Under pressure Charter NI chief Dee Stitt 'going clean' with new firm NI Centurion
UDA boss Dee Stitt sets up two new firms as storm rages over his North Down 'homeland defenders' rant
Defiant terror boss Dee Stitt has helped set up two new businesses - in spite of pressure for him to quit the government funded Charter NI group.
Stitt has set up a cleaning firm and a catering firm in the last few weeks while he has been at the centre of a political storm.
The cleaning business is called NI Centurion which shares an address with his current employer - Charter NI.
The second firm is NI Angel Ltd of which Stitt is the sole director and shareholder and is registered to his home on a private estate in Bangor.
Other NI Centurion directors include Drew Haire, the chairman of Charter NI, and Caroline Birch - Charter NI's head of operations and wife of UDA east Belfast leader Jimmy 'Millions' Birch who sits on Charter's board.
Charter NI head of finance, Charlene Sheridan, who joked on Facebook about her children being pictured in front of a UDA flag, is NI Centurion's fourth director.
It is understood the firm, which is only four weeks old, has been earmarked to benefit from the £1.7m of Social Investment Fund (SIF) cash controversially handed to Charter NI by the Executive Office.
A portion of this money is to be used to help create jobs for the long-term unemployed in east Belfast.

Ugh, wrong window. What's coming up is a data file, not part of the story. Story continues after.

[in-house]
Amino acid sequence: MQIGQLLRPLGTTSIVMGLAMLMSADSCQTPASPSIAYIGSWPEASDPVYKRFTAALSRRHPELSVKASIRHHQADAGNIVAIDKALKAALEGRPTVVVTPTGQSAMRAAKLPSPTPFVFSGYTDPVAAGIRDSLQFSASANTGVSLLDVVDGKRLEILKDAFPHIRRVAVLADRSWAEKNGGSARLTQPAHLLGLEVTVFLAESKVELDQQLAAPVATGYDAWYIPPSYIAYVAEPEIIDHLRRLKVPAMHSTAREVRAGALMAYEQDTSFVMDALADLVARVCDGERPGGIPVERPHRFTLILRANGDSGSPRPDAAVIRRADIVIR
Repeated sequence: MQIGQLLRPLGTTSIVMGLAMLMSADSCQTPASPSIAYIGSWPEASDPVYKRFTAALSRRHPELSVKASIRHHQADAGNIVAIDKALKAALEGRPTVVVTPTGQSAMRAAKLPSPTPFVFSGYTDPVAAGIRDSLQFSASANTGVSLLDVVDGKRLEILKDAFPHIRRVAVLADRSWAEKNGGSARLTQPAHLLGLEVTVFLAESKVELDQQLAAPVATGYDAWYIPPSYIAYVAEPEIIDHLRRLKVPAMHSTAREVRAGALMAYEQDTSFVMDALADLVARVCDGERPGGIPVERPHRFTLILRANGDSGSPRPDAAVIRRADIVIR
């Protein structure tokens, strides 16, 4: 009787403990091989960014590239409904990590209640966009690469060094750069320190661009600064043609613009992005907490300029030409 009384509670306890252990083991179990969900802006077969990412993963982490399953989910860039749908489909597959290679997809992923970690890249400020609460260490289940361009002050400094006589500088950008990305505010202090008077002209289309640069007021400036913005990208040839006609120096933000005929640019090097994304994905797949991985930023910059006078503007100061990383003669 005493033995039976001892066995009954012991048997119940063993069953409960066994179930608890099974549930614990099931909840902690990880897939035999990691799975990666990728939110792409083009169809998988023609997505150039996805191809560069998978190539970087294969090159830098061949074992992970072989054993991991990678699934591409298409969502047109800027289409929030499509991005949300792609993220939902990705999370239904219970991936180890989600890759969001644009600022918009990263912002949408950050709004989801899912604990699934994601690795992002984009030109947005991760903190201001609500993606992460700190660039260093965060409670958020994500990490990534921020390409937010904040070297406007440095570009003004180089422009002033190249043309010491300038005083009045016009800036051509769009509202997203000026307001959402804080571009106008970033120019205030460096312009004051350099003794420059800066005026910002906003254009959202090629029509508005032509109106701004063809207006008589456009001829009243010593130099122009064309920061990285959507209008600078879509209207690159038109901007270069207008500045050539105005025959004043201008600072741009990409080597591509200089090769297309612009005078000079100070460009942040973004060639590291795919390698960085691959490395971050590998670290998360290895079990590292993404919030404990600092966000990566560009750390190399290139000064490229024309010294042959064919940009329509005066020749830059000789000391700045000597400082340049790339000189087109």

The cleaning firm is a Community Interest Company (CIC) and Companies House records show Charter NI is the subscriber.
A CIC is required to make benefiting the community its primary focus, with its assets only being used for social objectives. Directors can be paid or unpaid.
SDLP MLA Nichola Mallon repeated her call for an immediate suspension of all funding to Charter NI, saying the UDA-linked charity had "gone beyond the point of having any credibility" given the current controversy over its chief.
"There are too many unanswered questions," said the politician who believes the public deserve answers.
"Public funding to Charter NI must be immediately suspended pending a full and thorough independent investigation into this organisation's governance arrangements, legal structures, associated companies and all of these issues and evidence now emerging."
Ms Mallon also called on both the DUP and Sinn Fein to state whether they are prepared to stand over millions of pounds of public cash being used to fund Charter NI.
She added: "As custodians of the public purse are they really prepared to put up with hospital waiting lists of two years while a group surrounded in controversy gets almost £2million?"
Cleaning firm NI Centurion is not the only company Charter NI's under pressure chief executive and UDA boss Dee Stitt has set up in recent weeks.
On October 10, the 45-year-old convicted armed robber registered the catering firm NI Angel Ltd, of which he is the sole director. He is also the director of an Newtownards Road ice cream shop.
UDA insiders believe it is only a matter of time before Stitt leaves his role as Charter NI's £35,000 per year chief executive.